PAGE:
Date of Award
Master of Arts (MA)
This thesis anachronistically applies Kimberlé Crenshaw’s term intersectionality to three dramatic texts using Thomas Postlewait’s model of theatre historiography. These plays were authored by twentieth century female playwrights who had similar intersectional lives as the leads discussed. Yuki, from the 1901 novel turned 1903 Broadway play A Japanese Nightingale, was crafted by Winnifred Eaton. Yuki’s identity will be the subject of the first chapter. The second chapter examines the identity of Rachel from Angelina Weld Grimke’s anti-lynching play Rachel. For the third chapter, the identities of both female leads fromHope for a Harvest by Sophie Treadwell are analyzed. Each chapter will also investigate the strong autobiographical ties the playwrights have to their material in terms of intersectional identity and historical context.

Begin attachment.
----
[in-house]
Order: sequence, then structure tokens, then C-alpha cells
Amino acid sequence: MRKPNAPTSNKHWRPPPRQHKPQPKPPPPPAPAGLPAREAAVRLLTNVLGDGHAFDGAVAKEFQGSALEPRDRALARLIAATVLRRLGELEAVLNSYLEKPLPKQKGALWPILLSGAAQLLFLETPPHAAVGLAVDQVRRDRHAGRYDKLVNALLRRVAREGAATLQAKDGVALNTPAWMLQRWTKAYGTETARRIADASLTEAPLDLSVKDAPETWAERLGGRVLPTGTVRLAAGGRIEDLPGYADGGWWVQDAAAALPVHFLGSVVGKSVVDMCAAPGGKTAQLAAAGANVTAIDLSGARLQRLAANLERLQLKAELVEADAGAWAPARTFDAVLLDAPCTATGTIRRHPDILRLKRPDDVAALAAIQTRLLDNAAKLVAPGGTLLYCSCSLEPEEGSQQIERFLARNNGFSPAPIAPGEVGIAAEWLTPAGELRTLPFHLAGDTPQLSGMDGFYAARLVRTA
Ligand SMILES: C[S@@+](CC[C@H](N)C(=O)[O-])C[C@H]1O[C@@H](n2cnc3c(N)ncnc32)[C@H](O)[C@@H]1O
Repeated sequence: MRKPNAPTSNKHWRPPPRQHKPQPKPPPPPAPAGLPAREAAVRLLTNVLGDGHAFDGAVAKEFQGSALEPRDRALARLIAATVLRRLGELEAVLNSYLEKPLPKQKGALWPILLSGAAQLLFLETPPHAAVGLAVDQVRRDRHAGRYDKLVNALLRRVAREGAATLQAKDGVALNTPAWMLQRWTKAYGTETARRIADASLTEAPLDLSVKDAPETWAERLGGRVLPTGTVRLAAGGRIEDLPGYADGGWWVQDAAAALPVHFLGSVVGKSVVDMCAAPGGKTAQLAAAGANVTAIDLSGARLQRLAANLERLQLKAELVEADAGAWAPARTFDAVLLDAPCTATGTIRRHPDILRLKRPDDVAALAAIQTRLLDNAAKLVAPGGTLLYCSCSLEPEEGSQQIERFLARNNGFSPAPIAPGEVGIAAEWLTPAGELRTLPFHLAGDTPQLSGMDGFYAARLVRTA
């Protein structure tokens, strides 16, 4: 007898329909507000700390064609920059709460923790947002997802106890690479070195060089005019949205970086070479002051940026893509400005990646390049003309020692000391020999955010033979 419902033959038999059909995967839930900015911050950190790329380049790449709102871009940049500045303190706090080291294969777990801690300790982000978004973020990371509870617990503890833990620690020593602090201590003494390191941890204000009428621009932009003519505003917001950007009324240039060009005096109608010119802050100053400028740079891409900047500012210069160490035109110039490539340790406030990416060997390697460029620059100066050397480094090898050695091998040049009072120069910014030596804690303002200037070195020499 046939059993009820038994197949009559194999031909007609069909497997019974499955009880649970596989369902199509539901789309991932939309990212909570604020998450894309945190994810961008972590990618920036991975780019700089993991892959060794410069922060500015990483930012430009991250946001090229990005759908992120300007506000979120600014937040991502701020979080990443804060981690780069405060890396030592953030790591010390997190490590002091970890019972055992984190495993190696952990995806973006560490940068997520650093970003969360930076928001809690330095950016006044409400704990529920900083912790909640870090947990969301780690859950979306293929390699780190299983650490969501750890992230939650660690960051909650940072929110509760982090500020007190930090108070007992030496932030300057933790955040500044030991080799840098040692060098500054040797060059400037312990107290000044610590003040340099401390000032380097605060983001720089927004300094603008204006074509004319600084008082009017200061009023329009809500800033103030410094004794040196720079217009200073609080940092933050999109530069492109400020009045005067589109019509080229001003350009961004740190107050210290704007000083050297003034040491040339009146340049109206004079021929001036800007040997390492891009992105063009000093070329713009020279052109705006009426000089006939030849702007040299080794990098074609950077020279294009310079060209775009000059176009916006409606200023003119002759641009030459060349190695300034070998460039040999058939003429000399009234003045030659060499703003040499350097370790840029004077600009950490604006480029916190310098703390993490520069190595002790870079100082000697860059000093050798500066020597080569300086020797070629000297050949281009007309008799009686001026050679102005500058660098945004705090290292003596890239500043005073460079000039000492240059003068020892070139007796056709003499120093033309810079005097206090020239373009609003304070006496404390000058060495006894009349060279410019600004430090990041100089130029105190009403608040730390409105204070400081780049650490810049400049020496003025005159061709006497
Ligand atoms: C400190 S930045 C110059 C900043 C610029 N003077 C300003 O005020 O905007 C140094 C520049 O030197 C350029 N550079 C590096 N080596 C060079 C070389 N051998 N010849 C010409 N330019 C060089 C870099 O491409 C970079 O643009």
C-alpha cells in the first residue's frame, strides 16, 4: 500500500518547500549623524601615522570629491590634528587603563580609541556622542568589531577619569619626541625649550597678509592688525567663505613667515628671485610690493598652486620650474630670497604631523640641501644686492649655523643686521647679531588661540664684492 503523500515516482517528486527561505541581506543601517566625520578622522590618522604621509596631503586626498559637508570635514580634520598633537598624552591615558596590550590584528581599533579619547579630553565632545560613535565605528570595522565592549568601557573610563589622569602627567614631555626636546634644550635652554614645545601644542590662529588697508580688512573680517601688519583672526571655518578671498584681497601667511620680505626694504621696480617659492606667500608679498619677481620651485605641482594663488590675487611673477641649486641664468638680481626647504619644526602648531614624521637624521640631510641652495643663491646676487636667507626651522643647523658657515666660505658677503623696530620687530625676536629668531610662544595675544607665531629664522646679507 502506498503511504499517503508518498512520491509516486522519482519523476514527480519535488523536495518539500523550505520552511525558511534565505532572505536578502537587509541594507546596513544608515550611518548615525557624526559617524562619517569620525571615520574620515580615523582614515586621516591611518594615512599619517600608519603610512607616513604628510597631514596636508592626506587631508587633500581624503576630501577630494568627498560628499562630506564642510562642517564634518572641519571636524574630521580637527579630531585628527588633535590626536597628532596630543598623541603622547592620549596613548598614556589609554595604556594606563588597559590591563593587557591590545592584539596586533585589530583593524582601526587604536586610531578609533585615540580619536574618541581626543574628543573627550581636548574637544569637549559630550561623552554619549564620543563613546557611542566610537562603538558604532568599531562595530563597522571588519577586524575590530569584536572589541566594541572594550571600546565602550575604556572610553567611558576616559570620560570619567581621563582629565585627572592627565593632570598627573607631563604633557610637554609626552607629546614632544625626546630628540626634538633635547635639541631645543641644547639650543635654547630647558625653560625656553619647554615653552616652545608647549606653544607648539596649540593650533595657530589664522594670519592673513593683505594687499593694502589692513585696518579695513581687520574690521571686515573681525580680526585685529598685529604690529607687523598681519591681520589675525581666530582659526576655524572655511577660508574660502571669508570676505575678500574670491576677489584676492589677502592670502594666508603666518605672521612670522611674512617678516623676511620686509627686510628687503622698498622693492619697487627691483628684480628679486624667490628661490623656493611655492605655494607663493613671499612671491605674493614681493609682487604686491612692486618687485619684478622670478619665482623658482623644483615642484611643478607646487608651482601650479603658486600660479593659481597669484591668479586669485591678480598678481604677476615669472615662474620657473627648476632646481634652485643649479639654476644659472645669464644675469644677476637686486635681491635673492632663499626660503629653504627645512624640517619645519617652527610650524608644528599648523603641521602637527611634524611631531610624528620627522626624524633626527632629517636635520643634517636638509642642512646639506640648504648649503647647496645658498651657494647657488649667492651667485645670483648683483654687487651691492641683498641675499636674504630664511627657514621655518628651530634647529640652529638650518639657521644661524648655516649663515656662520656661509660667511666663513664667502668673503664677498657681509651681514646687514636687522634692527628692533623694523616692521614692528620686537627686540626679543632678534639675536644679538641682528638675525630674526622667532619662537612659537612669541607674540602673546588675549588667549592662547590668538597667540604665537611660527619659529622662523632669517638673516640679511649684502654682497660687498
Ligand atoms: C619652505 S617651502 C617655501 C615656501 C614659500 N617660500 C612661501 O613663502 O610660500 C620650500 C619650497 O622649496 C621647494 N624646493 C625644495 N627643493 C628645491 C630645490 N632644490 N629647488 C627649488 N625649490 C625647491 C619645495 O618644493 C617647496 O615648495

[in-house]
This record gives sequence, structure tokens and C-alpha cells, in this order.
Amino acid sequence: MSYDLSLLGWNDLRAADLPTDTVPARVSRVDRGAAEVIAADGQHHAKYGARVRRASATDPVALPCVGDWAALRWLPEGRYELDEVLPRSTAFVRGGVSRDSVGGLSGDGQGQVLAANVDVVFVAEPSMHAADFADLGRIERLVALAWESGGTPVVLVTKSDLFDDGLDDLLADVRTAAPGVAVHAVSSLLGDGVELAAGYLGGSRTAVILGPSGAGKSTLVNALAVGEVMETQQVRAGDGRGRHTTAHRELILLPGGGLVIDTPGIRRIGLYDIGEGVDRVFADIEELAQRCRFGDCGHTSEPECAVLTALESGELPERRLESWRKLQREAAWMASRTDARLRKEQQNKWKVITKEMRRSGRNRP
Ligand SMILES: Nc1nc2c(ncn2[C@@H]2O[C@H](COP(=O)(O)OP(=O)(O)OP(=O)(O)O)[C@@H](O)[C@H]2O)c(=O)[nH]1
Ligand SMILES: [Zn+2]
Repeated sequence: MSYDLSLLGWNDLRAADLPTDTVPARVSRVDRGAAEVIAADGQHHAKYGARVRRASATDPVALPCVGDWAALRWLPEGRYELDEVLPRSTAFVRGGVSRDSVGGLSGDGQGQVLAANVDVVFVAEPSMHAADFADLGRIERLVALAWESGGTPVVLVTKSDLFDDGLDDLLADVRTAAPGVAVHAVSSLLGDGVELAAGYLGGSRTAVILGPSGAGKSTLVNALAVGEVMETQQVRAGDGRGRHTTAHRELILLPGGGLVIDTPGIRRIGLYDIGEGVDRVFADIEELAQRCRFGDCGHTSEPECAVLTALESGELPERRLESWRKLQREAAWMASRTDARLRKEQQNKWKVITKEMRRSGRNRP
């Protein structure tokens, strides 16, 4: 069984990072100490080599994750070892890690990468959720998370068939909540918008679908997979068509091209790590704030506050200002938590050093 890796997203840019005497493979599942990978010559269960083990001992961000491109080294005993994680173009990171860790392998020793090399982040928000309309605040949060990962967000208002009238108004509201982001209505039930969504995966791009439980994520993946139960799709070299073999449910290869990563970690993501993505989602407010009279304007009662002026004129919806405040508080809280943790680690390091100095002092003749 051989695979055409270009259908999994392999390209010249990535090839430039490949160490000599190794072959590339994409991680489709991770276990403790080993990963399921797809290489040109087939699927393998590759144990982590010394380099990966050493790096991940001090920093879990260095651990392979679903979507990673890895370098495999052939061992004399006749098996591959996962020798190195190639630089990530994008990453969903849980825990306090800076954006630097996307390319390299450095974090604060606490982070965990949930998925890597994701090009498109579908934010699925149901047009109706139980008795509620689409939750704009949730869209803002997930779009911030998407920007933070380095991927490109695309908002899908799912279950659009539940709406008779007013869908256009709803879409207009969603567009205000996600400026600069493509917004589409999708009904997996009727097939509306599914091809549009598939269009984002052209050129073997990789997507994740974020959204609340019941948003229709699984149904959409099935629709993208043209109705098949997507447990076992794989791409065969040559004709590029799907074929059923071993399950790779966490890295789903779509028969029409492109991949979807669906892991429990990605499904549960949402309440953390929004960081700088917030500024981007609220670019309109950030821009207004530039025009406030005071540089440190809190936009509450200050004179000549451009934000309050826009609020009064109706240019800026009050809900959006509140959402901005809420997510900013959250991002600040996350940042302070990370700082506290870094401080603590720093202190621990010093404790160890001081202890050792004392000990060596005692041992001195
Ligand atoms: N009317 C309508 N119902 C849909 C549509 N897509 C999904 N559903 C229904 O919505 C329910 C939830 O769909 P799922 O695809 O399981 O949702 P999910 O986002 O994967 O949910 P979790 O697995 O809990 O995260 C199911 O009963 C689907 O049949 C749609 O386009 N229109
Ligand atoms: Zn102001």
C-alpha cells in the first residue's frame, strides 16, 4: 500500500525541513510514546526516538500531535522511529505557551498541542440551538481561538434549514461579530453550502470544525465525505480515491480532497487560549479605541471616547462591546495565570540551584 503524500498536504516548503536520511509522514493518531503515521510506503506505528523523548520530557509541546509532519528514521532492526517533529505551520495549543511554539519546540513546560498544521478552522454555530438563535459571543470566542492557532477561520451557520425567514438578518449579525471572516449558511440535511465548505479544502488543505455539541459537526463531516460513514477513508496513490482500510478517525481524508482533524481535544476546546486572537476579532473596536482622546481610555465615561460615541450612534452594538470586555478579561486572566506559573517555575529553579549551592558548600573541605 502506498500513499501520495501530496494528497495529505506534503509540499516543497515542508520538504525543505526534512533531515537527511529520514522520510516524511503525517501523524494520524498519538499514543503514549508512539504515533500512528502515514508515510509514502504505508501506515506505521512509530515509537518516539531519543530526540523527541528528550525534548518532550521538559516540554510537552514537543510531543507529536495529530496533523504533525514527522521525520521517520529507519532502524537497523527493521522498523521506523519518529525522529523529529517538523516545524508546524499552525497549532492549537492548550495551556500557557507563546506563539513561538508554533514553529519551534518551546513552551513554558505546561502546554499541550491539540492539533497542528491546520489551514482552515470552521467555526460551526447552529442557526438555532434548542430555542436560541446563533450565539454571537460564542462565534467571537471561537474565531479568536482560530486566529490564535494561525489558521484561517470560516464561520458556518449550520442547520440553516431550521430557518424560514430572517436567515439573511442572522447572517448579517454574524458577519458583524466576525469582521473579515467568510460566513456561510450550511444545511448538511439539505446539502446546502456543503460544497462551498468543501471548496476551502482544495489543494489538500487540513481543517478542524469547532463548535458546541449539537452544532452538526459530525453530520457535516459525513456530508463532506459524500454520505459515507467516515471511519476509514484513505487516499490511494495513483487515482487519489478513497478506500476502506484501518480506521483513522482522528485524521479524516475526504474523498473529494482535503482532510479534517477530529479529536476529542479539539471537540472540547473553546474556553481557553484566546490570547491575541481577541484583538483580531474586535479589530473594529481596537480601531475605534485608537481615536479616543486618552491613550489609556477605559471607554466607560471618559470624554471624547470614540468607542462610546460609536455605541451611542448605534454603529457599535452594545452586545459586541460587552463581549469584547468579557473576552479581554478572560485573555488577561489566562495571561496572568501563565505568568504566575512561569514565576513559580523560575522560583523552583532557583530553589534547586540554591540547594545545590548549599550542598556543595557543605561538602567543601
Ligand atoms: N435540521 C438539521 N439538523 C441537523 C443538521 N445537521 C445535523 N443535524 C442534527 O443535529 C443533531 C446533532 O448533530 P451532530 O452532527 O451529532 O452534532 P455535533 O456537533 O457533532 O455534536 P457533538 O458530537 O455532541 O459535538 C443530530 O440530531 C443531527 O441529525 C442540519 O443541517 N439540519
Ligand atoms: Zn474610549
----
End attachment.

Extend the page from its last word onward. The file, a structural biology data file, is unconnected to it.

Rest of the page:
Goodell, Emily, "Before Crenshaw: A Historiographical Look at Intersectional Identity in Three Twentieth-Century American Plays by Eaton, Grimké, and Treadwell" (2017). Graduate Dissertations and Theses. 27.